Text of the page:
I agree with her, too. Don’t get me wrong, I’m a big fan of helping a naturally anxious or shy child learn to manage their anxiety (having been one myself), but this seems like a situation where giving in and coddling her is making the problem worse. So maybe instead of the “oh, my poor sweet baby” rut they’ve gotten into, they should try the more blasé “chill out, dear, you’ll be fine” approach. They’ve already investigated whether or not something is going on at school (ie, a bully) and nothing seems to be wrong, so by process of elimination the source of the behavior HAS to be coming from home.

  • Tori B.

    My daughter used to be pretty similar. We came up with a plan where if she gets ready without complaint all week, she gets to stay up an hour late Fri. night. This is such a treasure to her that since we’ve implemented the plan, she has yet to fail. I hate the idea of having to “bribe” her for something she should be doing anyway, but no amount of nagging on our part would work. It takes a while for a habit to form, but she’s been complaint free for about two months now. Maybe next school year, we won’t need the bribe…although we were sometimes letting her on Fridays anyway. This way we get something out of it, at least :)

    • Leb

      It’s not a bribe, it’s a reward for being responsible and really quite brilliant. She gets to do something she really likes in exchange for enduring doing something she doesn’t enjoy at all, which is a effective strategy that even adults can (and do!) use in their everyday lives. After all, don’t we enjoy a “payoff” so much more when it’s earned? Since the process of earning a reward or a payoff so often involves keeping up with responsibilities (which isn’t always fun), I think you’re actually setting a great example for tools she can use to self-motivate later on. =)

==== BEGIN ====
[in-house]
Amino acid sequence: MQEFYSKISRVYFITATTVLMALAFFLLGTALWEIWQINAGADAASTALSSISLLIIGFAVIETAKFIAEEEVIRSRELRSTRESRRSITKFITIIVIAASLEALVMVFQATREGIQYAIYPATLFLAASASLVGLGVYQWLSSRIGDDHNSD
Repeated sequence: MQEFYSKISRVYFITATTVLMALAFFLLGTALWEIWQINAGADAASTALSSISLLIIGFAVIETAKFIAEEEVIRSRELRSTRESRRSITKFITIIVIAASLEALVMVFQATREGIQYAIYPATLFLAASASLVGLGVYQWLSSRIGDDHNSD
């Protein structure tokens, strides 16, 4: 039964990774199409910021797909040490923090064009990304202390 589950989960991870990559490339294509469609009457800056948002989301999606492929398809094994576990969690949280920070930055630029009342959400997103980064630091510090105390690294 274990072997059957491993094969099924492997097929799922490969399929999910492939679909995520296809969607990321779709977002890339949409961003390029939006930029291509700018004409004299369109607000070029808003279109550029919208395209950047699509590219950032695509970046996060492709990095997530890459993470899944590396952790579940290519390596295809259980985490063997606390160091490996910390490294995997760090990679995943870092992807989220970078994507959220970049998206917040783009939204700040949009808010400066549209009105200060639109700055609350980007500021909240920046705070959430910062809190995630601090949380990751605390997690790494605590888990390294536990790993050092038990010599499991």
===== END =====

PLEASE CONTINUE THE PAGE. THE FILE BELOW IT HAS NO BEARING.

• Zoe

    I was a terrible child to get up in the morning. I’m a night owl and a morning slug-a-bed, and still am to this day. It was hell getting me to sleep and hell getting me up in the morning. I was also an excellent student but lazy, and I just wanted to stay home where I was comfortable in my morning grouchiness. Anyway, my mother coddled me at first. When I was about 7, after a couple of years of failed attempts at bribery and gentle appeasement, she gave up completely and declared war.

    My being carried to lie on the floor in front of the heater every morning (sometimes she even used to dress me) turned into having the bedclothes whisked off me. Sometimes I would be dragged out of bed and dumped onto the floor of my bedroom, where my outraged grizzling would be ignored. The kitchen radio was turned onto news stations I hated at full volume. On particularly difficult mornings when I was being a total brat, I was sometimes dragged from bed and thrown into a cold shower, pyjamas and all. Sometimes she even flipped my mattress on its side so I couldn’t crawl back into bed for the tenth time. It was a battle royale. I was a stubborn contrary child, and fought every step of the way. Of course on the very rare days when my older sister or my father had to get me ready, I was a perfect angel.

    Eventually I started getting up and getting myself ready without the daily fight (though I was still grumpy about having to get out of bed at all), and I honestly don’t know if I would have just done it anyway if the coddling had continued. But it was certainly a clear message from my mother – she was sick of my crap, and wouldn’t enable it any longer. There were clear lines drawn about what she was prepared to do if I did not meet expectations, and cold showers really sucked (even when sometimes I would push her to breaking point just to see if she’d really do it… she did!). Of course your situation is not the same and I’m sure your daughter isn’t a brat like I was. But it’s a case in point of when the gentle approach was making things worse, and correcting undesirable learned behaviour is much harder than not allowing that behaviour to develop in the first place.

  • Hana

    I wonder if this is something she’ll grow out of, because I’ve lived with having that same reaction to getting up in the morning my whole life (I’m in college now). I usually feel the worst about myself when I have to get up early in the morning to go to work/school, but I’ll feel fine once I get going like your daughter.

  • Melissa Anderson

    Ugh my kindergartener is so anxious in the morning she throws up. She’s not sick, I’m 98% sure its just nerves. I would say 15 of the 20+ school days so far, she’s thrown up first. So she doesn’t want breakfast, knowing she’ll throw up. But after she throws up, she feels better, and gets ready. she’s weepy when I put her on the bus (which her grandpa drives) but when she comes home she’s super happy and says her day was awesome. It’s heartbreaking to watch her be so nervous and throw up in the morning and sad on the bus…and so frustrating at the same time because i’m certain she’s having good days with her friends and learning. Sometimes parenthood is hard :)